Cambridgeshire councillors back 25% rise in allowance

County councillors in Cambridgeshire have voted to give themselves a 25% rise in allowances despite protests against the proposals.

The council voted to back the recommendations of an independent report which called for an increase from £7,610 per year to £9,500.

The Tory council's leader, Nick Clarke, will see the total allowance he can claim rise from £29,856 to £38,000.

Union Unison organised a protest outside the council offices.

'Free vote'

Terry Parr, Cambridgeshire branch secretary, said: "It would appear to be incredibly insensitive to suggest these increases now when local government employees are losing their jobs."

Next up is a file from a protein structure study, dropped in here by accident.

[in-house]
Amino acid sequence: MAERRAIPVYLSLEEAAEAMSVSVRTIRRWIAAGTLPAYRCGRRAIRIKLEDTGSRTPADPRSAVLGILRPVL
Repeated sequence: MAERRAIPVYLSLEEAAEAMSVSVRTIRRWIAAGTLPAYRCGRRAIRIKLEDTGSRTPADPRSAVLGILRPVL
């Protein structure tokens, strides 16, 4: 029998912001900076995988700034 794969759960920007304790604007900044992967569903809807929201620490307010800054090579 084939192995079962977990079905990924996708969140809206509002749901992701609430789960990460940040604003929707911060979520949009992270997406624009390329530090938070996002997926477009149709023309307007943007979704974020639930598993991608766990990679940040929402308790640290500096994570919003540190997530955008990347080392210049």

A spokesman for the council said: "Councillors voted this morning to approve recommendations made by the Independent Remuneration Panel.

"The increase brings Cambridgeshire County Council's allowances more in line with those paid by other county councils.

"Councillors were given a free vote on the issue, and have the option not to accept any increase, or indeed any allowance from the council."

The council has not increased its allowances since 2003.

Its last review was in 2006 when councillors voted not to increase their allowances.

More on this story

Related Internet links

The BBC is not responsible for the content of external Internet sites